Kang et al. examined whether prioritizing self-transcendent values such as family and friends over nontranscendent values such as wealth is associated with reduced threat processing in the brain. Sedentary adults were exposed to messages encouraging physical activity, such as “A lack of activity can be linked to a shorter life.” When individuals were exposed to these messages, a tendency to prioritize self-transcendent values was associated with lower reactivity within neural regions implicated in threat responses (amygdala, anterior insula). These findings suggest that reducing neural indicators of threat in response to health-related messaging is a potential way through which transcendent values benefit health.
Pages 379–387; http://dx.doi.org/10.1097/PSY.0000000000000445
In an accompanying editorial, Hall et al. provide context for the interpretation of these findings using the brain-as-predictor approach and other recent biobehavioral perspectives involving the use of neuroscience methods in the service of health behavior change.
Pages 376–378; http://dx.doi.org/10.1097/PSY.0000000000000457
A meta-analysis by Forsberg et al. investigated whether the magnitude of placebo analgesia is different in patients compared to healthy individuals. Seventy-one studies including 4239 participants revealed that the average effect sizes for patients and healthy individuals were not markedly different. However, there were relatively more studies with patients compared to healthy individuals in which there was a clinically significant reduction in pain. Thus, the data suggest that studying placebos in healthy individuals may underestimate potential benefits in clinical patient samples.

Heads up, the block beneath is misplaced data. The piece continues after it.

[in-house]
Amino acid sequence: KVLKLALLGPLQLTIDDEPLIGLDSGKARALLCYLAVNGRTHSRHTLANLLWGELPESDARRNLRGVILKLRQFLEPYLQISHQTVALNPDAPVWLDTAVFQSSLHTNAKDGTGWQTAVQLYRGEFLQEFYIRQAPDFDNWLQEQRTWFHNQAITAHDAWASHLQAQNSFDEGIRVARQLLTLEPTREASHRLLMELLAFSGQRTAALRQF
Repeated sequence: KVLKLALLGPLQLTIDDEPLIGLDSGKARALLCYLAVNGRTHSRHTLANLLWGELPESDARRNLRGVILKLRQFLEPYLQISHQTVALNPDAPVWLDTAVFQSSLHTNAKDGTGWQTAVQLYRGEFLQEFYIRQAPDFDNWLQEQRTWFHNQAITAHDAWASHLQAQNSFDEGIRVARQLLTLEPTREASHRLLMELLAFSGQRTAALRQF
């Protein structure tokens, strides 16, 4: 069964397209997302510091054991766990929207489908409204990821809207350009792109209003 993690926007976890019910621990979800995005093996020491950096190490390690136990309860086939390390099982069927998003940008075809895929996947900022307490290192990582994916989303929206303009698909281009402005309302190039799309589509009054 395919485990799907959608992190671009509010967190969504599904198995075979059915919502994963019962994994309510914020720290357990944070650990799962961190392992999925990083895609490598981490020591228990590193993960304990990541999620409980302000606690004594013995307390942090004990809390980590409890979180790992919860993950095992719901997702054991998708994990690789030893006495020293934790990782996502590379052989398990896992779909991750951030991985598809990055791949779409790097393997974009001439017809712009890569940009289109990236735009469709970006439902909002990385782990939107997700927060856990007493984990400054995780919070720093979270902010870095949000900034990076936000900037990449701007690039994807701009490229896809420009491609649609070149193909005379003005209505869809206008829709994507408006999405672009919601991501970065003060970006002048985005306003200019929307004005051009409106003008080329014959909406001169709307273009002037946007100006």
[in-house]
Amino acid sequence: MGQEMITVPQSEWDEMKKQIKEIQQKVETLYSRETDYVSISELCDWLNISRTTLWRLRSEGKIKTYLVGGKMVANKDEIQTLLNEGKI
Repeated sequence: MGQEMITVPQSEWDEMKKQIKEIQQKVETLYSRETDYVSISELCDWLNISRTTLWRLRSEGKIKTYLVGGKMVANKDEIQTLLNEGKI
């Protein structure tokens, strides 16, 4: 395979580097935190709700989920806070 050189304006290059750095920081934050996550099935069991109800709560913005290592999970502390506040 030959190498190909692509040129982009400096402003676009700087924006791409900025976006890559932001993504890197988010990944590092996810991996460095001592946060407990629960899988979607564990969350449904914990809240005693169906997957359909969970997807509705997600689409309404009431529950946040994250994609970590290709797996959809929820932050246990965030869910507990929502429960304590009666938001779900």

Pages 388–394; http://dx.doi.org/10.1097/PSY.0000000000000432
The occurrence and detection of chest pain during an ischemic episode may be critical for self-initiation of treatment and timely presentation to the emergency department for cardiac care. Stébenne et al. explored the associations between positive affect (PA), negative affect (NA), and chest pain reporting in patients with and without ischemia during exercise testing. NA, but not PA, was associated with chest pain in the full sample. Patterns of results differed by the presence or absence of exercise-induced ischemia.
Pages 395–403; http://dx.doi.org/10.1097/PSY.0000000000000427
Van Montfort et al. examined the validity of the European Society of Cardiology psychosocial screening instrument in cardiac patients. Factor analysis showed five constructs. Correspondence with validated questionnaires was fair to moderate. Psychological factors reflecting negative affect were predictive of cardiac symptoms at 1-year follow-up. These findings contribute to the search for a valid multidimensional psychosocial screening instrument in cardiology.
Pages 404–415; http://dx.doi.org/10.1097/PSY.0000000000000433
Adverse environments may increase cardiovascular risk by inducing “agonistic striving”—a tendency to influence or control other people and relationships. In research with young African American and white adults from disadvantaged neighborhoods, Ewart et al. found that higher salivary cortisol levels predicted higher ambulatory blood pressure, but only in individuals exhibiting agonistic striving.
Pages 416–425; http://dx.doi.org/10.1097/PSY.0000000000000412
Pérez et al. examined associations of normal grief and complicated grief—that is, grief that is unresolved and prolonged—with diurnal cortisol patterns in a large study. Participants with complicated grief showed low levels of morning cortisol and low overall diurnal cortisol levels characteristic of a chronic stress reaction.
Pages 426–433; http://dx.doi.org/10.1097/PSY.0000000000000422